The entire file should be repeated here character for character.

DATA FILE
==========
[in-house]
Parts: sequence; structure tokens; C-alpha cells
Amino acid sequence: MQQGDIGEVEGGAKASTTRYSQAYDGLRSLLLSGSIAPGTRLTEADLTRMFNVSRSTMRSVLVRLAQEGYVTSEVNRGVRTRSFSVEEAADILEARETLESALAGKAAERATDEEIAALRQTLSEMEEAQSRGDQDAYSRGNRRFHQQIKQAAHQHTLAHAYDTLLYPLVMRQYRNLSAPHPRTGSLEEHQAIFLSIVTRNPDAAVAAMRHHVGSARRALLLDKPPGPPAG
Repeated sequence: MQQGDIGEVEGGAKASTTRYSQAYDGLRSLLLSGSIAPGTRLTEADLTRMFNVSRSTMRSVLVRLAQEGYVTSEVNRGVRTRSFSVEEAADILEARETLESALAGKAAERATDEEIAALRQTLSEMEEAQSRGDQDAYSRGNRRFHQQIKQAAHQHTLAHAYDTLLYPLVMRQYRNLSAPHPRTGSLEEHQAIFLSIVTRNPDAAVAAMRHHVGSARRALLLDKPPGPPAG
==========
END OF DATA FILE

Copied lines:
[in-house]
Parts: sequence; structure tokens; C-alpha cells
Amino acid sequence: MQQGDIGEVEGGAKASTTRYSQAYDGLRSLLLSGSIAPGTRLTEADLTRMFNVSRSTMRSVLVRLAQEGYVTSEVNRGVRTRSFSVEEAADILEARETLESALAGKAAERATDEEIAALRQTLSEMEEAQSRGDQDAYSRGNRRFHQQIKQAAHQHTLAHAYDTLLYPLVMRQYRNLSAPHPRTGSLEEHQAIFLSIVTRNPDAAVAAMRHHVGSARRALLLDKPPGPPAG
Repeated sequence: MQQGDIGEVEGGAKASTTRYSQAYDGLRSLLLSGSIAPGTRLTEADLTRMFNVSRSTMRSVLVRLAQEGYVTSEVNRGVRTRSFSVEEAADILEARETLESALAGKAAERATDEEIAALRQTLSEMEEAQSRGDQDAYSRGNRRFHQQIKQAAHQHTLAHAYDTLLYPLVMRQYRNLSAPHPRTGSLEEHQAIFLSIVTRNPDAAVAAMRHHVGSARRALLLDKPPGPPAG